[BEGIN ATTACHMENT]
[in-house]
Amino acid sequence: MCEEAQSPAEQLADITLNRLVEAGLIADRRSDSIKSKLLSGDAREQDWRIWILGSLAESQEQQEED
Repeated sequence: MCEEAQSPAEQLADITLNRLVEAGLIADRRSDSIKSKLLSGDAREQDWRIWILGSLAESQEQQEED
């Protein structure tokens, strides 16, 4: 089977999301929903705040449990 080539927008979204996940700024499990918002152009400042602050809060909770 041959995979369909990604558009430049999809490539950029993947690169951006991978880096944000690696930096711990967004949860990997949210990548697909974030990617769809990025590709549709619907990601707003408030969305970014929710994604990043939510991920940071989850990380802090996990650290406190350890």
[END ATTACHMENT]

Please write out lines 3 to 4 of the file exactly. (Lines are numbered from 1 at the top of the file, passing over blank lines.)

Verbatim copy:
Repeated sequence: MCEEAQSPAEQLADITLNRLVEAGLIADRRSDSIKSKLLSGDAREQDWRIWILGSLAESQEQQEED
């Protein structure tokens, strides 16, 4: 089977999301929903705040449990 080539927008979204996940700024499990918002152009400042602050809060909770 041959995979369909990604558009430049999809490539950029993947690169951006991978880096944000690696930096711990967004949860990997949210990548697909974030990617769809990025590709549709619907990601707003408030969305970014929710994604990043939510991920940071989850990380802090996990650290406190350890």